East Africa's Fossil-Fuelled Future and Why We Must Lower Our Expectations

By Aidan Eyakuze

In recent days and weeks, the southern Tanzanian towns of Mtwara and Masasi have witnessed an evolution of protests from relatively small affairs into huge rallies, to violence. Last week, journalist Maria Tsehai tweeted a photo of a burnt shell of a car with this caption, “This is Masasi today, 20 vehicles burnt, 2 people dead, 7 houses and buildings burnt…hali mbaya!” Tanzanians, and their neighbours, are stunned by this unTanzanian show of anger. 

Residents of Mtwara and Masasi are unhappy about the proposed $1.2 billion pipeline that is due to carry gas from the seabed many miles off ‘their’ shores to Dar es Salaam. The offshore gas discovery has ignited a hope and a fear in their collective bossom. They hope that it will bring investment, create jobs and quickly transform their lives beyond all recognition. The fear is that it will do no such thing as it flows north at breakneck speed to light up the houses, cook the food and change the lives of their urban compatriots.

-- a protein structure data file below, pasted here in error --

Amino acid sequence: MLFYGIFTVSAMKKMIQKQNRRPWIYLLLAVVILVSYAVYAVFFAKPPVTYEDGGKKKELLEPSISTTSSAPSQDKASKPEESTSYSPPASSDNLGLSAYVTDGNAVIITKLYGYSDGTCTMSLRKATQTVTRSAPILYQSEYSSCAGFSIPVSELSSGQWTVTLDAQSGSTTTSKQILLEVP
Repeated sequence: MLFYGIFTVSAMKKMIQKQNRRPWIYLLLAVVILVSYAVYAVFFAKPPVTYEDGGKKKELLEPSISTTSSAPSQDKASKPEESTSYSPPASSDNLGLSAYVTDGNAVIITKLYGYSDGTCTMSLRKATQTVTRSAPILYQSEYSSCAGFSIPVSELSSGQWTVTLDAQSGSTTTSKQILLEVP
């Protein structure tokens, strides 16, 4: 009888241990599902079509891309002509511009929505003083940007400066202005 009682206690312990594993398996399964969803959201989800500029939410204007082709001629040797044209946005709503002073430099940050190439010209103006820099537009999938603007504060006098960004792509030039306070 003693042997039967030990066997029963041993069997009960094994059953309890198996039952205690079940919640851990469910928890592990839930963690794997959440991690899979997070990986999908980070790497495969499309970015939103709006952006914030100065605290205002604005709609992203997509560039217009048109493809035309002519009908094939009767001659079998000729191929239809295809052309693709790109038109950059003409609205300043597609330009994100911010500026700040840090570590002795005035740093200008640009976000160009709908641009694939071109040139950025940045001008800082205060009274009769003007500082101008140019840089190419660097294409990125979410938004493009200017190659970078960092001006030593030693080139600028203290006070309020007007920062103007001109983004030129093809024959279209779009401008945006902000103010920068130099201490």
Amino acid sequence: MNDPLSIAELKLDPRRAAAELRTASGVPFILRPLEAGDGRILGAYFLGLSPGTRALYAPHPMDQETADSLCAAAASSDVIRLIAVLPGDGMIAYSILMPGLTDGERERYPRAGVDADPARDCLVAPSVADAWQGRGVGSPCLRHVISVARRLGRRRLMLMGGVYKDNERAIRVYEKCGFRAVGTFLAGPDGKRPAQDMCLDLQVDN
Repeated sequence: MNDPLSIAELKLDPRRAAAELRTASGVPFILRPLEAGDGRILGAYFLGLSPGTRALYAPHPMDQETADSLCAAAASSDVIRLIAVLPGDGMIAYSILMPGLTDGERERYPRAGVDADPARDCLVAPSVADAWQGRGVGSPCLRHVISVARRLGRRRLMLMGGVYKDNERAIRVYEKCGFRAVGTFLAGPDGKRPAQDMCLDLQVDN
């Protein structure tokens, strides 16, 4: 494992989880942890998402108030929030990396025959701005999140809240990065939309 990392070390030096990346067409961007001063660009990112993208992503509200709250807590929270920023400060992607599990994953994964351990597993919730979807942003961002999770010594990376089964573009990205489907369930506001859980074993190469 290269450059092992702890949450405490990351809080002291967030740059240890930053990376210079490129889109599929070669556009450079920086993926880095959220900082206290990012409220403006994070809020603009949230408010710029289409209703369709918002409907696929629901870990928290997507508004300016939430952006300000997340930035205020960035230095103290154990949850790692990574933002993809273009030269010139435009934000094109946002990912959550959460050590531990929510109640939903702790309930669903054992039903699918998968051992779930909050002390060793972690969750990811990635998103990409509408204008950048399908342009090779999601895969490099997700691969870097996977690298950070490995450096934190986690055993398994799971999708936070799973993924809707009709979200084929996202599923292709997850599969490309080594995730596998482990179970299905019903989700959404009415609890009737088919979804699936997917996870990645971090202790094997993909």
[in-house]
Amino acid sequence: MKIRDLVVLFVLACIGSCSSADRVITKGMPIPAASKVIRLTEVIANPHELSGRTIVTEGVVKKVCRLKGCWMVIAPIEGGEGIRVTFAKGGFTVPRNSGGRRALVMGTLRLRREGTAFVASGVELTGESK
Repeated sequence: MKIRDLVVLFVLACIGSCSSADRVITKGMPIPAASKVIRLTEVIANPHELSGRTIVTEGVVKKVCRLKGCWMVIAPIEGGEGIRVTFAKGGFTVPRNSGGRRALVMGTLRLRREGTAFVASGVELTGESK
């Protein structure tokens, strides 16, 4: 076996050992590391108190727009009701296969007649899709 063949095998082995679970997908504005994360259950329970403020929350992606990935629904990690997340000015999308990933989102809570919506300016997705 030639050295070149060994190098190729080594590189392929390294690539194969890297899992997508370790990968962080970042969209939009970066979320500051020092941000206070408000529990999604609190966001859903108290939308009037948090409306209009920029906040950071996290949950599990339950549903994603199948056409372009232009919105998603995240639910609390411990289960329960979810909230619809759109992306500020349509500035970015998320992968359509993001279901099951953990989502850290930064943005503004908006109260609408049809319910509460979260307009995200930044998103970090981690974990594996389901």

While their fears are probably justified, their hopes, and those of the rest of us East Africans may well be dashed. It would be good idea for us all to lower our expectations for three major reasons; a potential price-depressing global energy glut, the emerging concept of unburnable carbon, and the modest size of the coming oil and gas ‘boom.’


According to a post in the ThinkAfricaPress blog, drilling in East Africa, involving some 18 companies, is taking place in nearly 30 offshore coastal areas in southern Kenya, southern Tanzania, and northern Mozambique. With only 500 oil wells drilled so far (compared to West and North Africa's 35,000), the estimated volume of the gas reserves remaining is around 100 trillion cubic feet. 

The draft Tanzania Natural Gas Policy published by the government in October 2012 states that ‘as of June 2012, natural gas discoveries of about 33 trillion cubic feet (or 6 billion barrels of oil equivalent) have been made from both onshore and offshore basins.’ New discoveries of commercial oil reserves in Uganda can sustain production of up to 100,000 barrels a day for 25 years and in September 2012 it was reported that Uganda had officially revised upwards its estimated oil reserves by 40 percent to 3.5 billion barrels. Estimates of Somalia's reserves, onshore and offshore, go as high as 110 billion barrels of oil.